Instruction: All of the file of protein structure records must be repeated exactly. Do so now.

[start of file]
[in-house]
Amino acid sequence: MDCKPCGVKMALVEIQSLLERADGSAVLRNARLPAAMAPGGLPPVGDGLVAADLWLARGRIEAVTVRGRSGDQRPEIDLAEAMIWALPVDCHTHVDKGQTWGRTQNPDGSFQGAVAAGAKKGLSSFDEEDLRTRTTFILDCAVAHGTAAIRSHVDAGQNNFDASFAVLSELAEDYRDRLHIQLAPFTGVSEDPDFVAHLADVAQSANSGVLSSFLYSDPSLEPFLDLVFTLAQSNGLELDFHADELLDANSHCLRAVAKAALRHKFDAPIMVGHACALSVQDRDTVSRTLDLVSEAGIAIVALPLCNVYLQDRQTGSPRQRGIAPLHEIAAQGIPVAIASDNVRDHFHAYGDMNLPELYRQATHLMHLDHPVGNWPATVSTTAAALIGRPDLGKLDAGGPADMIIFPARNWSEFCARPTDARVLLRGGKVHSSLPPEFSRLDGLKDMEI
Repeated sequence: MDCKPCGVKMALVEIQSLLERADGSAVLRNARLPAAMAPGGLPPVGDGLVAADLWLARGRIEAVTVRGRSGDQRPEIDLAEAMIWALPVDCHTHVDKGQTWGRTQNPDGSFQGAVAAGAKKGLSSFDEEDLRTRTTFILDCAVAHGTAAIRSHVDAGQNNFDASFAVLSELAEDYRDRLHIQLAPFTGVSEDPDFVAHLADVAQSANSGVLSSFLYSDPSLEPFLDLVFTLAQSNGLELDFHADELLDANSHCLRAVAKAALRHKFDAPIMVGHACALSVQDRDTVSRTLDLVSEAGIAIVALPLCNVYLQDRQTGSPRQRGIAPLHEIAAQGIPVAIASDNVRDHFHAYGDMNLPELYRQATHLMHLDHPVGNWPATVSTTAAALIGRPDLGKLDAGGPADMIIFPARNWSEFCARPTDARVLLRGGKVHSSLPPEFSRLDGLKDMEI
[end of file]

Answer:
[in-house]
Amino acid sequence: MDCKPCGVKMALVEIQSLLERADGSAVLRNARLPAAMAPGGLPPVGDGLVAADLWLARGRIEAVTVRGRSGDQRPEIDLAEAMIWALPVDCHTHVDKGQTWGRTQNPDGSFQGAVAAGAKKGLSSFDEEDLRTRTTFILDCAVAHGTAAIRSHVDAGQNNFDASFAVLSELAEDYRDRLHIQLAPFTGVSEDPDFVAHLADVAQSANSGVLSSFLYSDPSLEPFLDLVFTLAQSNGLELDFHADELLDANSHCLRAVAKAALRHKFDAPIMVGHACALSVQDRDTVSRTLDLVSEAGIAIVALPLCNVYLQDRQTGSPRQRGIAPLHEIAAQGIPVAIASDNVRDHFHAYGDMNLPELYRQATHLMHLDHPVGNWPATVSTTAAALIGRPDLGKLDAGGPADMIIFPARNWSEFCARPTDARVLLRGGKVHSSLPPEFSRLDGLKDMEI
Repeated sequence: MDCKPCGVKMALVEIQSLLERADGSAVLRNARLPAAMAPGGLPPVGDGLVAADLWLARGRIEAVTVRGRSGDQRPEIDLAEAMIWALPVDCHTHVDKGQTWGRTQNPDGSFQGAVAAGAKKGLSSFDEEDLRTRTTFILDCAVAHGTAAIRSHVDAGQNNFDASFAVLSELAEDYRDRLHIQLAPFTGVSEDPDFVAHLADVAQSANSGVLSSFLYSDPSLEPFLDLVFTLAQSNGLELDFHADELLDANSHCLRAVAKAALRHKFDAPIMVGHACALSVQDRDTVSRTLDLVSEAGIAIVALPLCNVYLQDRQTGSPRQRGIAPLHEIAAQGIPVAIASDNVRDHFHAYGDMNLPELYRQATHLMHLDHPVGNWPATVSTTAAALIGRPDLGKLDAGGPADMIIFPARNWSEFCARPTDARVLLRGGKVHSSLPPEFSRLDGLKDMEI